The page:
Point-to-multipoint might not be as eye-catching as augmented reality or driverless cars, but it will probably be most consumers’ first taste of next-generation mobile tech.
When discussing 5G services, talk typically turns to futuristic examples like augmented reality, driverless cars, or remote surgery.
But for Cambridge Broadband Networks Ltd (CBNL), the humble fixed wireless broadband service represents the most compelling early 5G use case.
That isn’t surprising to hear, given CBNL supplies equipment for point-to-multipoint (PMP) networks running on millimetre wave (mmWave) spectrum, but that doesn’t hide the fact that in the last 12-18 months, the company has built 25 pre-5G networks in the U.S. alone.
"What we hear again and again from our customers is that fixed-wireless represents an excellent business case for 5G," said John Naylon, CTO and co-founder of CBNL.
"By building area coverage…you have the potential to illuminate hundreds, if not thousands, of businesses or homes," he told Total Telecom this week. "That gives you a ready pool of subscribers who are very willing in most cases to switch from existing suppliers or who would otherwise be unable to access the kind of high data-rate services that we can offer."
Fibre ultimately offers higher capacity, but fixed wireless performance over mmWave "is comparable," Naylon said, pointing out that the return on investment on a fibre-to-the-premises (FTTP) network can take as long as seven years, whereas the ROI on a PMP network is more like 12-13 months.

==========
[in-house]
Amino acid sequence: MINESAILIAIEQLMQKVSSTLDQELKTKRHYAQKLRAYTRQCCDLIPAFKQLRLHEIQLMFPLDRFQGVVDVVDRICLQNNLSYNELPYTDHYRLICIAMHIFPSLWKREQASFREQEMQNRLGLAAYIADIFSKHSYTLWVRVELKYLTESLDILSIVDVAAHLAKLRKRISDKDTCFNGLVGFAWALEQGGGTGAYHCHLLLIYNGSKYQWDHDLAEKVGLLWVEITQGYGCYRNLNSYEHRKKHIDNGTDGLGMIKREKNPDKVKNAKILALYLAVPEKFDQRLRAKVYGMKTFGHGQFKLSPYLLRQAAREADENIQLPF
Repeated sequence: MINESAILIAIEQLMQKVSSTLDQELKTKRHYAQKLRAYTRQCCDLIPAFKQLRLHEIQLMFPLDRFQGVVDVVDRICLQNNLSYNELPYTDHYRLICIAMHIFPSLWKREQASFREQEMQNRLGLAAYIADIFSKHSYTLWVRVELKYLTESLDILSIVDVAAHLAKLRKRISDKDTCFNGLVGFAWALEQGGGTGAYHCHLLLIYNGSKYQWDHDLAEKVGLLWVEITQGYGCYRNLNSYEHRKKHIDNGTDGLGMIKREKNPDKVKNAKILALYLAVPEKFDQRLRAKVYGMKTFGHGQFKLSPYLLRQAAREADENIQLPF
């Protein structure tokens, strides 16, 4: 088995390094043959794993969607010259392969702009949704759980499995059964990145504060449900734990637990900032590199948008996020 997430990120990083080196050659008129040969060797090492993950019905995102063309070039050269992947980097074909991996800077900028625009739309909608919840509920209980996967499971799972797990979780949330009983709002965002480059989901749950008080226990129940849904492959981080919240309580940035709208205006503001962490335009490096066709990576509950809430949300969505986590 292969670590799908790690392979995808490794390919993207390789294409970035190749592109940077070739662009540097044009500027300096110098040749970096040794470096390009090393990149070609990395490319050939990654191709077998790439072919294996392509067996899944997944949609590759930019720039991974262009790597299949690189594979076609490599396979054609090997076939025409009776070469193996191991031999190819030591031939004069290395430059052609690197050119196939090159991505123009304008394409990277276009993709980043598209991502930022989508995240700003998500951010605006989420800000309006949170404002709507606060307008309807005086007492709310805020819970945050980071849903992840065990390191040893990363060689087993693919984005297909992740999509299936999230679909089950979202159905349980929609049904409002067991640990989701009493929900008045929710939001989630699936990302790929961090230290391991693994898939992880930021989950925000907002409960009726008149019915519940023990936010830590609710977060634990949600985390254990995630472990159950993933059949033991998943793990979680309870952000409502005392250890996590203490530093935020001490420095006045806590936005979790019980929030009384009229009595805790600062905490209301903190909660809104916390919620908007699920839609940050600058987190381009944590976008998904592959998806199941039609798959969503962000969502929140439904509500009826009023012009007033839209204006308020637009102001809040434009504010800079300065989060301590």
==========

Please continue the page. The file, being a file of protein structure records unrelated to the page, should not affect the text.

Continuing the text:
So why should an operator roll out fixed wireless 5G, rather than a mobile 5G service?
From a technical point of view, today it is easier to connect a static terminal using mmWave than a mobile terminal that moves between cells, or might be attached to a fast-moving vehicle, Naylon said, because of the propagation and attenuation characteristics of mmWave.
From a business case point of view, offering fixed wireless services over an mmWave PMP network can represent a whole new revenue stream for players that don’t already have a home broadband proposition, he said.
"Fixed wireless represents an opportunity for revenue growth," he said.
"Operators look at the transition from 2G to 3G and 3G to 4G and say ‘well, we spent billions and billions of dollars on those network upgrades and we didn’t see an increase in ARPU (average revenue per user) at all. That doesn’t look great; what can we do, as we move from 4G to 5G, to ensure that we see some revenue growth as well just spending a load of money on new infrastructure?’," Naylon said.
The importance of mmWave spectrum was thrown into sharp relief this week when AT&T agreed to acquire Straight Path in a deal worth $1.6 billion. Straight Path holds nationwide 28-GHz and 39-GHz spectrum.
"The straight path acquisition really underscores the value of the spectrum," Naylon said.
In October 2016, CBNL won a deal to supply network equipment running on Straight Path spectrum to Windstream, as part of the telco’s effort to expand its fixed wireless network.
"It’s exciting for us…that a company like AT&T would make such a significant investment," said Naylon. "We’re watching that with great interest."